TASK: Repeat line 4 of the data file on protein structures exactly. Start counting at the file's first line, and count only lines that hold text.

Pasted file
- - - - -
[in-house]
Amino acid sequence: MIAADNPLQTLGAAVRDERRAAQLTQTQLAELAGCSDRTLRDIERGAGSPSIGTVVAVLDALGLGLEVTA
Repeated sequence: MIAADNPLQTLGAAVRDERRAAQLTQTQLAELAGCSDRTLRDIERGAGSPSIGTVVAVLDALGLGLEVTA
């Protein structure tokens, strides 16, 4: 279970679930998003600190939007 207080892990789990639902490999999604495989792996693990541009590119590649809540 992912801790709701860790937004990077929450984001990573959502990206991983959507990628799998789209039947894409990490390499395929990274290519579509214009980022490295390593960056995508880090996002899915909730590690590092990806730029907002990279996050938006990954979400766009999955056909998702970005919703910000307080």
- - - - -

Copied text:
């Protein structure tokens, strides 16, 4: 279970679930998003600190939007 207080892990789990639902490999999604495989792996693990541009590119590649809540 992912801790709701860790937004990077929450984001990573959502990206991983959507990628799998789209039947894409990490390499395929990274290519579509214009980022490295390593960056995508880090996002899915909730590690590092990806730029907002990279996050938006990954979400766009999955056909998702970005919703910000307080």